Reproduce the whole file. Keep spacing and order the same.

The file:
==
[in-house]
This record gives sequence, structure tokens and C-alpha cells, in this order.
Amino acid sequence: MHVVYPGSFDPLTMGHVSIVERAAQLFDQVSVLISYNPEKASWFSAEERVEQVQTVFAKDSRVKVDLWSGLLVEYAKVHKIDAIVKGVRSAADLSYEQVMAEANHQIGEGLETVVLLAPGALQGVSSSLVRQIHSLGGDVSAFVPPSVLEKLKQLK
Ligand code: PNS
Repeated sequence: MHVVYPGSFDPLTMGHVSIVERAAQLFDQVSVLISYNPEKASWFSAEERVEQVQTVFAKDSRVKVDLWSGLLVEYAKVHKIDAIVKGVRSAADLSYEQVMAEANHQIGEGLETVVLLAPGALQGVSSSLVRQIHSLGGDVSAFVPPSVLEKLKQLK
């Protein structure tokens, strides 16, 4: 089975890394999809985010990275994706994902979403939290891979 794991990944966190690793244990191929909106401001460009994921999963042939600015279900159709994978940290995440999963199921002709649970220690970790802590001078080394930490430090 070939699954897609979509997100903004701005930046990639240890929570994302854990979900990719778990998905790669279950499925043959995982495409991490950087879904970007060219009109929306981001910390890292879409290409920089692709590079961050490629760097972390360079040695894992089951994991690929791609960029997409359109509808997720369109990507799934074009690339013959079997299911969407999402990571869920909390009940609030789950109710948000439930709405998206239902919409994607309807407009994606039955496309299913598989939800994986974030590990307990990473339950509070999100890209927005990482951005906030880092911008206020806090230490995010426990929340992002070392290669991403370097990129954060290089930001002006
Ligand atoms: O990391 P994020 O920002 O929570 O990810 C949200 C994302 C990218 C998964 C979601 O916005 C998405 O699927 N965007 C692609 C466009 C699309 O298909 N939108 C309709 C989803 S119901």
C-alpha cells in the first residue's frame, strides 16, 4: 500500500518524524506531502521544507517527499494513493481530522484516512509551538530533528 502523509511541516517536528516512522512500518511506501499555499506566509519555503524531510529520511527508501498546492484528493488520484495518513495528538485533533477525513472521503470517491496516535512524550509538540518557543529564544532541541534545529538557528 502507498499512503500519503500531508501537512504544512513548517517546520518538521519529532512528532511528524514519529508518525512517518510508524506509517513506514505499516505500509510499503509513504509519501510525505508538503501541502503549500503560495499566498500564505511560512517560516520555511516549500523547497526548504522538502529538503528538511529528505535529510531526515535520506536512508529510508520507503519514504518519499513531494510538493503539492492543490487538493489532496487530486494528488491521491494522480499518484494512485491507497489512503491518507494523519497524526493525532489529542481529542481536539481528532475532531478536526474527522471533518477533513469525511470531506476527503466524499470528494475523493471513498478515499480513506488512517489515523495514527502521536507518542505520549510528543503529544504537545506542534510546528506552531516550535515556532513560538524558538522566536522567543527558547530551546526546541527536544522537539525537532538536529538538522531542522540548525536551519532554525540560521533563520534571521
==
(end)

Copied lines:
[in-house]
This record gives sequence, structure tokens and C-alpha cells, in this order.
Amino acid sequence: MHVVYPGSFDPLTMGHVSIVERAAQLFDQVSVLISYNPEKASWFSAEERVEQVQTVFAKDSRVKVDLWSGLLVEYAKVHKIDAIVKGVRSAADLSYEQVMAEANHQIGEGLETVVLLAPGALQGVSSSLVRQIHSLGGDVSAFVPPSVLEKLKQLK
Ligand code: PNS
Repeated sequence: MHVVYPGSFDPLTMGHVSIVERAAQLFDQVSVLISYNPEKASWFSAEERVEQVQTVFAKDSRVKVDLWSGLLVEYAKVHKIDAIVKGVRSAADLSYEQVMAEANHQIGEGLETVVLLAPGALQGVSSSLVRQIHSLGGDVSAFVPPSVLEKLKQLK
């Protein structure tokens, strides 16, 4: 089975890394999809985010990275994706994902979403939290891979 794991990944966190690793244990191929909106401001460009994921999963042939600015279900159709994978940290995440999963199921002709649970220690970790802590001078080394930490430090 070939699954897609979509997100903004701005930046990639240890929570994302854990979900990719778990998905790669279950499925043959995982495409991490950087879904970007060219009109929306981001910390890292879409290409920089692709590079961050490629760097972390360079040695894992089951994991690929791609960029997409359109509808997720369109990507799934074009690339013959079997299911969407999402990571869920909390009940609030789950109710948000439930709405998206239902919409994607309807407009994606039955496309299913598989939800994986974030590990307990990473339950509070999100890209927005990482951005906030880092911008206020806090230490995010426990929340992002070392290669991403370097990129954060290089930001002006
Ligand atoms: O990391 P994020 O920002 O929570 O990810 C949200 C994302 C990218 C998964 C979601 O916005 C998405 O699927 N965007 C692609 C466009 C699309 O298909 N939108 C309709 C989803 S119901």
C-alpha cells in the first residue's frame, strides 16, 4: 500500500518524524506531502521544507517527499494513493481530522484516512509551538530533528 502523509511541516517536528516512522512500518511506501499555499506566509519555503524531510529520511527508501498546492484528493488520484495518513495528538485533533477525513472521503470517491496516535512524550509538540518557543529564544532541541534545529538557528 502507498499512503500519503500531508501537512504544512513548517517546520518538521519529532512528532511528524514519529508518525512517518510508524506509517513506514505499516505500509510499503509513504509519501510525505508538503501541502503549500503560495499566498500564505511560512517560516520555511516549500523547497526548504522538502529538503528538511529528505535529510531526515535520506536512508529510508520507503519514504518519499513531494510538493503539492492543490487538493489532496487530486494528488491521491494522480499518484494512485491507497489512503491518507494523519497524526493525532489529542481529542481536539481528532475532531478536526474527522471533518477533513469525511470531506476527503466524499470528494475523493471513498478515499480513506488512517489515523495514527502521536507518542505520549510528543503529544504537545506542534510546528506552531516550535515556532513560538524558538522566536522567543527558547530551546526546541527536544522537539525537532538536529538538522531542522540548525536551519532554525540560521533563520534571521